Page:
String Tales – my “literatura de cordel”

Pamphlets, broadsides, newsletters, flyers,
leaflets, booklets, chapbooks, and zines

From one to maybe 24 pages, quickly and cheaply produced and easily distributed – these print forms fit my style. Over the years I’ve produced many variations on the form.

Recently, I’ve started turning some of my blog posts into small publications. I make them myself and call them “String Tales.” I reformat the text and images, print them on an inexpensive color printer that prints up to 11×17 inches, fold them twice, hang them on a line, and give them away.

The inspiration for the form is a tradition I first learned about from Don Russell, a friend in Washington DC who founded and runs Provisions Library: Art for Social Change.1 Literatura de cordel, or “string literature,”  is a popular form of publishing that thrives in Brazil. Don and a team from Provisions traveled to Brazil to research the tradition. After their trip, the Provisions team put together a mobile print workshop and took it into DC neighborhoods.

Wanting to know more, I followed leads from the Provisions website to other references and stories about this “string literature” and who makes it.

They are the bards of the backlands, traveling with their poems from town to town and market to market. Practitioners of an art form that originated in medieval Europe and is now mostly obsolete elsewhere, they nonetheless continue to thrive here.2
              — Larry Rohter describing “the troubadours of Brazil’s backlands”

These poets and storytellers travel through towns in northeastern Brazil, reciting or singing their stories and poems in marketplaces, often to townspeople unable to read or write, and offering them for sale in small, cheaply-printed booklets pinned on cords or strings (cordel) hung across market stalls. Bold woodcut graphics on the covers attract passers-by.

The roots of the tradition are deep, fed by many sources – one-page flyers brought to Brazil from Portugal in the 16th and 17th centuries, song traditions of medieval troubadours, Iberian ballads, and moral themes from biblical stories and from African and Brazilian-Indian traditions.

Literatura de cordel is a living, breathing, popular tradition with themes that range from fantastic heroes to local politics. According to a blurb describing a 2011 symposium on cordel, themes include “critiques of current international and local events, humor and satire, adventure, romance, sensational or moralistic narratives, religion, the exploits of heroes and bandits, environmental concerns, educational advice on health and child-care, and more.”3

In addition to the traditional chapbooks, cordel blogs are now active on the internet. A quick online search for “cordel blogs” demonstrated just how true this is. Even though I know no Portuguese, I lost myself moving from one site to the next.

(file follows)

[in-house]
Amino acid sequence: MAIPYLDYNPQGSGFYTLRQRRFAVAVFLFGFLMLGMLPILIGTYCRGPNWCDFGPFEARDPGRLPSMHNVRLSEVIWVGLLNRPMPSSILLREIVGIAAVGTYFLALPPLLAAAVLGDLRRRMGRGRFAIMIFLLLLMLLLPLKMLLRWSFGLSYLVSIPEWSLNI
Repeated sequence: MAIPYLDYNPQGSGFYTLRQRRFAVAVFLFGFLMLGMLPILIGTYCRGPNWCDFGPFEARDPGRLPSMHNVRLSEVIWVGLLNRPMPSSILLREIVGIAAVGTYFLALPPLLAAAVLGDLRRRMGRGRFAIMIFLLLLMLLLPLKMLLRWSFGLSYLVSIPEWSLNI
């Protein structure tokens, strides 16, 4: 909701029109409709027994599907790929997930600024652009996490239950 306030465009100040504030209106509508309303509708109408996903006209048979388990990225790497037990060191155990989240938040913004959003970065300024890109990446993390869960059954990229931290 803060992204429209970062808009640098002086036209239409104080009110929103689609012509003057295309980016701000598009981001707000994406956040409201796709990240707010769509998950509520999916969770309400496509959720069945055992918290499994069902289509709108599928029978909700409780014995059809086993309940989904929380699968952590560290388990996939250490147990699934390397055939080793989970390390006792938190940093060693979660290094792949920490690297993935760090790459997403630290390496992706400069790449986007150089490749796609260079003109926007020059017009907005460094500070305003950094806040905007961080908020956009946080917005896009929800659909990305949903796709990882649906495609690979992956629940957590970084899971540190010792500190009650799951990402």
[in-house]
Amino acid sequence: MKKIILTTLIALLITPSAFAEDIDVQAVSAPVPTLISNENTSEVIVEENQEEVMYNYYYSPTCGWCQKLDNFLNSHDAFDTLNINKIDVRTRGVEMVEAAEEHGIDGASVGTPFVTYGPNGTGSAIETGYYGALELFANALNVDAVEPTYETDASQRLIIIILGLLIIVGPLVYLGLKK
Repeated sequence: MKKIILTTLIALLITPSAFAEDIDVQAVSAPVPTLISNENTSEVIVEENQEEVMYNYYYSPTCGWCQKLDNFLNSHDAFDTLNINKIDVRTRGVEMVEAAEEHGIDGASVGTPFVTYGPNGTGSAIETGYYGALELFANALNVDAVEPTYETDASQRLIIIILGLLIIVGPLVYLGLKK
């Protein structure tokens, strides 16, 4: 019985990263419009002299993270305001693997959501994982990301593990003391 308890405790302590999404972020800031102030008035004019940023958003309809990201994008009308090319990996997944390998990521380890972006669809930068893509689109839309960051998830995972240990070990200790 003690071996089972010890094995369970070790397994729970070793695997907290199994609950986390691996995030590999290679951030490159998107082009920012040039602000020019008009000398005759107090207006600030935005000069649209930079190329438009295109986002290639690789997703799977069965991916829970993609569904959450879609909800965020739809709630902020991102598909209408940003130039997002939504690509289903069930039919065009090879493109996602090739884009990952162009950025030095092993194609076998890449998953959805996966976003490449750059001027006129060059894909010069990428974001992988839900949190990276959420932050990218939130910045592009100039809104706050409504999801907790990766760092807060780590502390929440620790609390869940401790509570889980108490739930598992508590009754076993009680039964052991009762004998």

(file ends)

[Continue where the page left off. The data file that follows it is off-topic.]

Especially as the form is practiced today, cordel stories can take oral or print or now digital forms. I’ve long been fascinated by the potential of a story or an idea that begins in live conversation and gets picked up and shared in print, with details and meaning shifting slightly. Then that print piece, in turn, might be put online, again with adaptations. Or the order might change, with a digital piece prompting a conversation, which becomes a reference in a book or magazine.

I’m grateful for the capacity of digital networks to send messages, like my blog posts, across otherwise impassable distances. But I’m willing to bet that when I hand someone one of my String Tales rather than giving them a link to my website, the chance that they’ll actually read it increases a hundredfold.

References

1. Provisions Library: Art for Social Change
From the website: “Provisions investigates the relationship between art and social change through research, production, and education. From its library home in George Mason University’s School of Art in Fairfax, Virginia and at sites throughout the District, Provisions produces and supports projects in the US Capitol Region and across the globe.”

2. “Troubadours of Brazil’s Backlands,” Larry Rohter, The New York Times, June 14, 2005.

3. Literatura de Cordel: Continuity and Change in Brazilian Popular Culture, a symposium, American Folklife Center, 2011.

Sources of cordel photos

Arte em cordel, Museu do Cordel Curiosidades.

Aula de arte, Literatura de Cordel, 19 de Novembro de 2015.

Espaço de la Cruz, Fotos – Decoração e diversão 2.

Photos of String Tales are my own.


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